The European Union is considering additional military support to Moldova, to cope with the spillover from Russia’s aggression in Ukraine, European Council President Charles Michel said on a visit to Chisinau on Wednesday (4 May).
The 27-nation bloc is looking into how it can provide more military support to Moldova – one of the poorest countries in Europe, squeezed between Romania and Ukraine – including more help in building up the country’s forces, Michel told a joint news conference with Moldovan President Maia Sandu.
Moldova is seen as a possible next victim of Russia’s aggression against Ukraine. Just like Ukraine, Moldova is a former Soviet republic with ambitions to join the EU. Vladimir Putin’s Russia, however, has plans to restore as much as possible from the former Soviet Union.
The Moldovan authorities are sensitive to signs of growing tensions in Transnistria, an unrecognised Moscow-backed sliver of land bordering southwestern Ukraine. Transnistria is officially Moldovan territory but has been controlled by pro-Russian forces since 1990.
In the first signs of trouble, explosions damaged Soviet-era radio masts that broadcast Russian radio in Transnistria on 6 April, which prompted Moldova’s president to convene an urgent security meeting.
Ukrainian President Volodymyr Zelenskyy accused Russia of trying to drag Moldova into war.
On 22 April, a senior Russian military official said the second phase of what Russia calls its “special military operation” in Ukraine included a plan to take full control of southern Ukraine and improve its access to Transnistria.
Michel said that additional help would come on top of help in the fields of logistics and cyber defence that the EU had already agreed. Michel refused to give any details but said it was extremely important to avoid any escalation.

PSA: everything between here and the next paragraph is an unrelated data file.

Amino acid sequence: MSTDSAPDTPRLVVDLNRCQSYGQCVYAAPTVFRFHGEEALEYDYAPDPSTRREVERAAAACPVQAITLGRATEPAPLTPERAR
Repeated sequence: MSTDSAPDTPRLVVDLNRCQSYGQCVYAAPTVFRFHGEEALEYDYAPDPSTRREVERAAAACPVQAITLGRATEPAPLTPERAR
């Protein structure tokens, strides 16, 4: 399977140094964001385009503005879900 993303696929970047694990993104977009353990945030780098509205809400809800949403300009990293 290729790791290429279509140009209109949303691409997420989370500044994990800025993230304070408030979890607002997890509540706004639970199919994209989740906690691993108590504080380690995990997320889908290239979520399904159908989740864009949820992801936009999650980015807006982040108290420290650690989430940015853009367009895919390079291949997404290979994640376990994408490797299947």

“We will help Moldova to strengthen your resilience and to cope with the consequences of the spill-over of the Russian aggression in Ukraine,” Michel said in Chisinau.
He said the EU was planning to significantly increase its military support to Ukraine by providing its armed forces with “additional military equipment”.
“We will also provide support to counter disinformation, strengthen social cohesion and withstand cyber-attacks,” Michel stated.
Moldova sees no imminent threat of unrest spilling over from the war in Ukraine, despite “provocations” by pro-Russian separatists in recent days, but has been making contingency plans for “pessimistic” scenarios, President Sandu said on Wednesday.
Sandu’s government applied to join the EU on 3 March this year, a week after Russia invaded Ukraine.
Russian TV news broadcasts are banned in Moldova, which in recent weeks also banned the orange and black ribbon worn by supporters of the Russian invasion, after a parliamentary vote boycotted by the pro-Russian opposition.
Michel said the EU was working hard to evaluate Moldova’s application to join the bloc, although he described the procedure as “complex”.
[Edited by Zoran Radosavljevic]